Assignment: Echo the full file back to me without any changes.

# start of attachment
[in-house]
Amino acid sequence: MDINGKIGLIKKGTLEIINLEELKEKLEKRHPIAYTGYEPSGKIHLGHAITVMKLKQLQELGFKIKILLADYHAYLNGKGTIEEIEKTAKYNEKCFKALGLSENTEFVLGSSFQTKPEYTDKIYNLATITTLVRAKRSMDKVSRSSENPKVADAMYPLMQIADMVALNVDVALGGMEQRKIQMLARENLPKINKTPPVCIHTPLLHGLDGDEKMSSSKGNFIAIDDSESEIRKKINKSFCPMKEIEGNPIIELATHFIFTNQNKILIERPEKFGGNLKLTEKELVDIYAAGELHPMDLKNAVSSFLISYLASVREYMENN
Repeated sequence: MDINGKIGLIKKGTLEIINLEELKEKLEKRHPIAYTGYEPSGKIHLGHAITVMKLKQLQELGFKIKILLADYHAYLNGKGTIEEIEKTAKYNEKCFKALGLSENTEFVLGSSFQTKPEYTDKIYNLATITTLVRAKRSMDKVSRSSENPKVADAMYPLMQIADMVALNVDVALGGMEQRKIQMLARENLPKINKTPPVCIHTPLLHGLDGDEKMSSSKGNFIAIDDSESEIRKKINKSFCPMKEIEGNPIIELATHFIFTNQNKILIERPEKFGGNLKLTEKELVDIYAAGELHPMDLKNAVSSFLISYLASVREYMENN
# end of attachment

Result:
[in-house]
Amino acid sequence: MDINGKIGLIKKGTLEIINLEELKEKLEKRHPIAYTGYEPSGKIHLGHAITVMKLKQLQELGFKIKILLADYHAYLNGKGTIEEIEKTAKYNEKCFKALGLSENTEFVLGSSFQTKPEYTDKIYNLATITTLVRAKRSMDKVSRSSENPKVADAMYPLMQIADMVALNVDVALGGMEQRKIQMLARENLPKINKTPPVCIHTPLLHGLDGDEKMSSSKGNFIAIDDSESEIRKKINKSFCPMKEIEGNPIIELATHFIFTNQNKILIERPEKFGGNLKLTEKELVDIYAAGELHPMDLKNAVSSFLISYLASVREYMENN
Repeated sequence: MDINGKIGLIKKGTLEIINLEELKEKLEKRHPIAYTGYEPSGKIHLGHAITVMKLKQLQELGFKIKILLADYHAYLNGKGTIEEIEKTAKYNEKCFKALGLSENTEFVLGSSFQTKPEYTDKIYNLATITTLVRAKRSMDKVSRSSENPKVADAMYPLMQIADMVALNVDVALGGMEQRKIQMLARENLPKINKTPPVCIHTPLLHGLDGDEKMSSSKGNFIAIDDSESEIRKKINKSFCPMKEIEGNPIIELATHFIFTNQNKILIERPEKFGGNLKLTEKELVDIYAAGELHPMDLKNAVSSFLISYLASVREYMENN